5 Areas of Communication that Church Leaders Need to Audit Regularly

Everything your church does is communication, from the condition of the parking lot to the content in your bulletin to the tone of your sermon. Everything you do communicates something about what you really value, regardless of what you say you value.

I’m a church communications nut. I read dozens of blogs on design, branding, social media and marketing. I’ve designed logos, websites, and print pieces for dozens of churches. So I’ve perfected the art and science of church communications, right? Actually, in the last week, I received an email from someone who couldn’t find a location for our services, another who had a hard time finding out how to get involved, and a third who couldn’t find details on a couple of upcoming events. #humbled

But our bulletin does look kind of pretty…

Since the publishing and communication of the gospel is paramount, I’ve learned the value of doing some punch-me-in-the-gut audits of our communication strategy. We’re constantly tweaking and improving so that we can put our best foot forward and do the best possible job of getting the word out, connecting people to each other, plugging people in, and staying in touch.

To every Lead Pastor I would say, you need to perform an audit of your church’s communication strategy to see if all those sermons you’re studying so hard for will have maximum reach in your community. Here’s a questionnaire, divided by areas of communication.


Phil Cooke defines a brand as “the story people tell about a person, product, or organization.” Yourchurch has a brand in your community whether you realize it or not. The key to understanding your brand is to find out what story people tell when your church gets brought up in conversation. That’s your brand.

  • What story do we want people to associate with our church? How would we like people to feel when they think about us?
  • What story do people actually tell about us? And how do we know this?
  • Does the appearance of our building, landscaping, and outdoor signage communicate the feelings we want people to experience?
  • Do we have a church logo that communicates the feeling and the story we want people to experience?
  • Does our website, bulletin, and other printed materials such as brochures, business/invite cards, or postcards uniformly agree with the story we’re telling across the board?


If you’re not found in a Google search for churches in your area, you don’t exist to people moving into town. A website is essential, even if it’s a free or inexpensively made website. And while not every church can afford the fees charged by professional designers, we still ought to invest in our website with both energy and resources that honor the importance of this crucial area of communication.

  • Is our website responsive and mobile-friendly?
  • Is our most basic information easy to find on our main homepage (location, service times, etc.)?
  • Do we use imagery that tells people that we’re human, we’re alive, and we’re welcoming?
  • Are event listings available and up-to-date?
  • Can people easily know what we believe? what we value? and how we function?
  • Do we have links to our Facebook page and other social profiles on our website?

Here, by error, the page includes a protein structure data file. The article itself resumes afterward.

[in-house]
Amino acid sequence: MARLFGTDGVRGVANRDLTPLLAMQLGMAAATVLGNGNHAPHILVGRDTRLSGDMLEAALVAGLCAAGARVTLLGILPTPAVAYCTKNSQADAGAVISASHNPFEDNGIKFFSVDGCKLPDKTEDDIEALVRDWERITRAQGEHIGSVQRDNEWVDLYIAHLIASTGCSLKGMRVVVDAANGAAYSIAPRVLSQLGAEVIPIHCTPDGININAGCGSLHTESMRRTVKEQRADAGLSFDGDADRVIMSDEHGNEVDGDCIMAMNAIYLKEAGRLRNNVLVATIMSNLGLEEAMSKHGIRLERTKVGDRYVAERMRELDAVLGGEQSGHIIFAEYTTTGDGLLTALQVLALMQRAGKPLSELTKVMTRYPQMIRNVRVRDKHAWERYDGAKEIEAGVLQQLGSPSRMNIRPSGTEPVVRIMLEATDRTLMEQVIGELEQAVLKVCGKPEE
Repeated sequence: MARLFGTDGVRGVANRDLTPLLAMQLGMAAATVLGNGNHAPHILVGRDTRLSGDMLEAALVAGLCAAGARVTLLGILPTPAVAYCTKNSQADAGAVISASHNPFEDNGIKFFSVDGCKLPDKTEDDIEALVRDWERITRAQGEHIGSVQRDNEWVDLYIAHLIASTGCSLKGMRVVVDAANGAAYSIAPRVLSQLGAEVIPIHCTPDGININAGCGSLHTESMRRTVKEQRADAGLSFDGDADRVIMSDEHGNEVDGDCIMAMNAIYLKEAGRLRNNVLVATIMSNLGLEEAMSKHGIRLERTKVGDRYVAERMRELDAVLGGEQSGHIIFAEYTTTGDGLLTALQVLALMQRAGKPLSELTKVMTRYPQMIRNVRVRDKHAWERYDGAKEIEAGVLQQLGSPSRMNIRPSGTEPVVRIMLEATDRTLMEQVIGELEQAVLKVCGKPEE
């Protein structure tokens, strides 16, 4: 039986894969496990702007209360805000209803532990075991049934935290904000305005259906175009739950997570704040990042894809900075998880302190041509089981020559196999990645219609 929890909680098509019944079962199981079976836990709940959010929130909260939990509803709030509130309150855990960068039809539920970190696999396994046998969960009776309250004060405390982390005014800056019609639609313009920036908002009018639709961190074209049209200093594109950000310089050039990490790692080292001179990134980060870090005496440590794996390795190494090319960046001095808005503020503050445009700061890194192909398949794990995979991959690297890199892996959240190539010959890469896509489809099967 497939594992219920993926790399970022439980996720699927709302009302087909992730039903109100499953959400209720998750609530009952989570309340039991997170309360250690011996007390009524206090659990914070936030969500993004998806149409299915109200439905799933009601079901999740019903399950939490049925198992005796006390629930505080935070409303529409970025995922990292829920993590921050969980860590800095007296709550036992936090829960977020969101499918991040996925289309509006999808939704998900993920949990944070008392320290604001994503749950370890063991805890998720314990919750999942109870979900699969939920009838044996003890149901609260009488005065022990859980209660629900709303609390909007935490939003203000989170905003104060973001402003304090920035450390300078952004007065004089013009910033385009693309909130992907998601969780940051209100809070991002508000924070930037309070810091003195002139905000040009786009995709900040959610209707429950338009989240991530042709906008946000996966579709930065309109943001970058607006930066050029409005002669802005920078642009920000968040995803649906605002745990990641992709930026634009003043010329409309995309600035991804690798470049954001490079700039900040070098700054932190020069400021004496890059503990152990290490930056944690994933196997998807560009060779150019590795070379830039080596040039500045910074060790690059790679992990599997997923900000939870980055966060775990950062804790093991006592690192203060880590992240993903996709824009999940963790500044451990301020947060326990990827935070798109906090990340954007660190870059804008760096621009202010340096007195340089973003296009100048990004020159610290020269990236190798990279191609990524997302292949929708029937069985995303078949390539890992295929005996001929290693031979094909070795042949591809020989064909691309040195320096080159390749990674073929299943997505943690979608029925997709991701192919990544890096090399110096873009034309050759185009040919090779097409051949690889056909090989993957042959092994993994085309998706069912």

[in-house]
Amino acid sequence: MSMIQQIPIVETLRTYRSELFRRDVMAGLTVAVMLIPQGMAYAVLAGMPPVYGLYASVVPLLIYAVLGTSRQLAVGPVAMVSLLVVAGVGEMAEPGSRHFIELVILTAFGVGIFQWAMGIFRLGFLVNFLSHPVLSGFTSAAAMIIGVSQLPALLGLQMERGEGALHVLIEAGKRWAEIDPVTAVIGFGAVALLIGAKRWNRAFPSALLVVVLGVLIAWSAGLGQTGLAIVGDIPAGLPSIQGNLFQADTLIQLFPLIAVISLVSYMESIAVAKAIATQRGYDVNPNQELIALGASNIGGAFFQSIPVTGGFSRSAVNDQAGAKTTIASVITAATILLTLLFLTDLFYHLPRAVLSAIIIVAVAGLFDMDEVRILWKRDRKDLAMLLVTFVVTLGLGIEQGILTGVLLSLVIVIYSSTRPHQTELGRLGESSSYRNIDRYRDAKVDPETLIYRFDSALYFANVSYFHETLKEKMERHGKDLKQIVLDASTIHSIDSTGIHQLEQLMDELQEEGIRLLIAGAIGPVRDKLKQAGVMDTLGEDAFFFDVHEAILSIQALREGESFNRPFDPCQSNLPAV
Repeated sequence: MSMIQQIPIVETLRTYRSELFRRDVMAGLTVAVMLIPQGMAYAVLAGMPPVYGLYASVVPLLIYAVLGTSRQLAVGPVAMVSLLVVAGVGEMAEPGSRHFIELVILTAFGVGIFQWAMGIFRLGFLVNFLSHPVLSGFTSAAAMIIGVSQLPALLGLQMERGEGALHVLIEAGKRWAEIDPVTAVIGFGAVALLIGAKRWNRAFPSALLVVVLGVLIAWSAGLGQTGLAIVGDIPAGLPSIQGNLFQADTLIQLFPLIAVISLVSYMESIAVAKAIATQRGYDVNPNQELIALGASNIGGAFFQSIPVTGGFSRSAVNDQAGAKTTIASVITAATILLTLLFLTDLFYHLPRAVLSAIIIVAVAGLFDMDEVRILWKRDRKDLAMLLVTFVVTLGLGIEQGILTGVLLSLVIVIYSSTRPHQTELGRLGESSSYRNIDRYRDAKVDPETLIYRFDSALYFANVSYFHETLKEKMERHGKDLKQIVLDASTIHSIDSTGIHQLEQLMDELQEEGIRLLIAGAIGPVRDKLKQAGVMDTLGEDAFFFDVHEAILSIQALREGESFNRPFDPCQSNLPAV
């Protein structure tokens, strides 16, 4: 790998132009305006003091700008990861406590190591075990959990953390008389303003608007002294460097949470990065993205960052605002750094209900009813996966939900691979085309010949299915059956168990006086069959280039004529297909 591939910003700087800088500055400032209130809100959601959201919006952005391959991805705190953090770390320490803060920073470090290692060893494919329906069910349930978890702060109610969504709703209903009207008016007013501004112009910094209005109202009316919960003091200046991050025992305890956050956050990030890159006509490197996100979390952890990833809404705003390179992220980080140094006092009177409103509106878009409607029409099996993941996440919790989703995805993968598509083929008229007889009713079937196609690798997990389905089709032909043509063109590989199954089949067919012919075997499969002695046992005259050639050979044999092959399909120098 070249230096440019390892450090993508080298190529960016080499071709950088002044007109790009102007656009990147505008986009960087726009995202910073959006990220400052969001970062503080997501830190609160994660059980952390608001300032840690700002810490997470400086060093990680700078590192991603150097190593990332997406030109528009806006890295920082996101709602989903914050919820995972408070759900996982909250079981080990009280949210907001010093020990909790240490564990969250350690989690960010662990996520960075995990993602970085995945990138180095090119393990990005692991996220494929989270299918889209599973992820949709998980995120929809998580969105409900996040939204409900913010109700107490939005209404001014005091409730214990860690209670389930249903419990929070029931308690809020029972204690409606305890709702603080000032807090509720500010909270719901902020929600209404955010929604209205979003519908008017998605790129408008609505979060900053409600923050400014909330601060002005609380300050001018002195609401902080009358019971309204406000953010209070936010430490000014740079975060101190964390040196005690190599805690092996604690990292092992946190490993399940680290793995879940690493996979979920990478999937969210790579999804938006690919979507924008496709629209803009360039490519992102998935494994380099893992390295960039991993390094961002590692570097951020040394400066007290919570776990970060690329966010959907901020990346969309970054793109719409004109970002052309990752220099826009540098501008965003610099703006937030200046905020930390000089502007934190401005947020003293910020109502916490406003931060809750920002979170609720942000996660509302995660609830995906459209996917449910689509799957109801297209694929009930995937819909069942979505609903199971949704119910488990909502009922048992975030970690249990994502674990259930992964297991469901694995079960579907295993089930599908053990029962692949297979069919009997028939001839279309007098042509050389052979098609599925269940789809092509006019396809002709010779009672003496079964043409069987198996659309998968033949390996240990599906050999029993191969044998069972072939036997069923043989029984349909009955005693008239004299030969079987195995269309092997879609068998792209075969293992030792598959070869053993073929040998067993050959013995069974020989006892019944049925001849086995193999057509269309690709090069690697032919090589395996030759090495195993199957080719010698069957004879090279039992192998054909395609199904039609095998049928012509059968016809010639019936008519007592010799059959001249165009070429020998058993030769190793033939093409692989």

• Is there a way for people to reach out and get in touch with us without leaving our website?
  • Can people easily know how to pursue next steps such as baptism, joining a small group, or volunteering in an area of ministry?
  • Do we have a page dedicated to our staff and/or key leaders so that potential visitors can know who we are?


Social media is a weird phrase. Media is just information, and “social” simply refers to how information spreads – from person to person, socially. When we use the phrase “social media” we’re generally referring to the websites or web-based platforms used for social networking. While a previous generation got to know social media as an optional activity, an up-and-coming generation sees social media the way we see oxygen – it’s just part of the air people are breathing.

  • Do we have a main church Facebook page?
  • Do the header and profile images represent us well? Are they consistent with the branding on our website and print pieces?
  • Are we a location that people can check into when they visit on Sunday?
  • Is our address, phone number, and website address displayed in the ‘about’ area?
  • Are we posting regularly? At least weekly if not several times per week?
  • Are we posting a variety of content such as pictures, text, and links?
  • Are we offering more than just announcements? Are we also telling stories, giving valuable content, and extending the preaching of our church in a positive way?
  • Do we engage our fans and followers by responding to comments?
  • Are our key leaders using social media? Are they on Facebook and Twitter? And do they promote the ministry of the church through those platforms?


Many experts claim that “print is dying” but most people walking through the doors of a church building on Sunday still expect some kind of bulletin to know what’s going on.

  • Does our bulletin look nice and clean? Does it match the look of our website and other communication mediums?
  • Have we put guests first, using bulletin space to explain what to expect during their visit?
  • Have we made it clear what announcements are really the most important?
  • Do we use valuable space to communicate church-wide what could be communicated via a different means to only a few people?